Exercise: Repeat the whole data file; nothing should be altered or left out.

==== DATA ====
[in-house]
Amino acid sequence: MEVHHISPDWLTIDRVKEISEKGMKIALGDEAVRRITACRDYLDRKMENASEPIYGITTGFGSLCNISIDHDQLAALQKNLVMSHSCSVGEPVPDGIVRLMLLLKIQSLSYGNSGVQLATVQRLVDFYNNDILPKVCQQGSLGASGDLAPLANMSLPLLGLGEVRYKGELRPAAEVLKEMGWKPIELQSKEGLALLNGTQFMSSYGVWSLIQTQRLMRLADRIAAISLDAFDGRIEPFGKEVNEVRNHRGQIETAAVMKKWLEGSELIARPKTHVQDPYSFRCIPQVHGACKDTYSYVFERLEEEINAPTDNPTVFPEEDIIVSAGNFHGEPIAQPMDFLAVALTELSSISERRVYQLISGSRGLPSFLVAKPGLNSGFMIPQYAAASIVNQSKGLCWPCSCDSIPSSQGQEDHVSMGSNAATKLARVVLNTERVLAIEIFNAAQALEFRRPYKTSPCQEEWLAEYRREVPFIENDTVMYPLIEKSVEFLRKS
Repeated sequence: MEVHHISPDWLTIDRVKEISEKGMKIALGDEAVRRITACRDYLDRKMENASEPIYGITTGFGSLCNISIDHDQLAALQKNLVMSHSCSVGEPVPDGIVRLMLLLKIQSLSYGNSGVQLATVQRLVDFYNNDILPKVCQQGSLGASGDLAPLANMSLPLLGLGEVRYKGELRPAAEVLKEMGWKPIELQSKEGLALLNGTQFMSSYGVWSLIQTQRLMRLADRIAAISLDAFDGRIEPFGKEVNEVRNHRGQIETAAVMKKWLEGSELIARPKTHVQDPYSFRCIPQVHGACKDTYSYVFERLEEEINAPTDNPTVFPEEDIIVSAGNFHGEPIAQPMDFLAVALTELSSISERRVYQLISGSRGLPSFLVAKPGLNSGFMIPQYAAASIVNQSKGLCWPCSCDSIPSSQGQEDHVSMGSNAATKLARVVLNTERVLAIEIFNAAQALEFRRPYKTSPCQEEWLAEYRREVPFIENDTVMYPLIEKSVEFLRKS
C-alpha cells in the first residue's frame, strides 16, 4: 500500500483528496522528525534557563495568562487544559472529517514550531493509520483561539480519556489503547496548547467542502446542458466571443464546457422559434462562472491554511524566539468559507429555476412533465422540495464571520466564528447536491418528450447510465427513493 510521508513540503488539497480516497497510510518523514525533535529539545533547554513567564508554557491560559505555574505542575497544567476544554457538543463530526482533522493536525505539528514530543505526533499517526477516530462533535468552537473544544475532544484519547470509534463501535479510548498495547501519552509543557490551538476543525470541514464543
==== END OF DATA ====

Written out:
[in-house]
Amino acid sequence: MEVHHISPDWLTIDRVKEISEKGMKIALGDEAVRRITACRDYLDRKMENASEPIYGITTGFGSLCNISIDHDQLAALQKNLVMSHSCSVGEPVPDGIVRLMLLLKIQSLSYGNSGVQLATVQRLVDFYNNDILPKVCQQGSLGASGDLAPLANMSLPLLGLGEVRYKGELRPAAEVLKEMGWKPIELQSKEGLALLNGTQFMSSYGVWSLIQTQRLMRLADRIAAISLDAFDGRIEPFGKEVNEVRNHRGQIETAAVMKKWLEGSELIARPKTHVQDPYSFRCIPQVHGACKDTYSYVFERLEEEINAPTDNPTVFPEEDIIVSAGNFHGEPIAQPMDFLAVALTELSSISERRVYQLISGSRGLPSFLVAKPGLNSGFMIPQYAAASIVNQSKGLCWPCSCDSIPSSQGQEDHVSMGSNAATKLARVVLNTERVLAIEIFNAAQALEFRRPYKTSPCQEEWLAEYRREVPFIENDTVMYPLIEKSVEFLRKS
Repeated sequence: MEVHHISPDWLTIDRVKEISEKGMKIALGDEAVRRITACRDYLDRKMENASEPIYGITTGFGSLCNISIDHDQLAALQKNLVMSHSCSVGEPVPDGIVRLMLLLKIQSLSYGNSGVQLATVQRLVDFYNNDILPKVCQQGSLGASGDLAPLANMSLPLLGLGEVRYKGELRPAAEVLKEMGWKPIELQSKEGLALLNGTQFMSSYGVWSLIQTQRLMRLADRIAAISLDAFDGRIEPFGKEVNEVRNHRGQIETAAVMKKWLEGSELIARPKTHVQDPYSFRCIPQVHGACKDTYSYVFERLEEEINAPTDNPTVFPEEDIIVSAGNFHGEPIAQPMDFLAVALTELSSISERRVYQLISGSRGLPSFLVAKPGLNSGFMIPQYAAASIVNQSKGLCWPCSCDSIPSSQGQEDHVSMGSNAATKLARVVLNTERVLAIEIFNAAQALEFRRPYKTSPCQEEWLAEYRREVPFIENDTVMYPLIEKSVEFLRKS
C-alpha cells in the first residue's frame, strides 16, 4: 500500500483528496522528525534557563495568562487544559472529517514550531493509520483561539480519556489503547496548547467542502446542458466571443464546457422559434462562472491554511524566539468559507429555476412533465422540495464571520466564528447536491418528450447510465427513493 510521508513540503488539497480516497497510510518523514525533535529539545533547554513567564508554557491560559505555574505542575497544567476544554457538543463530526482533522493536525505539528514530543505526533499517526477516530462533535468552537473544544475532544484519547470509534463501535479510548498495547501519552509543557490551538476543525470541514464543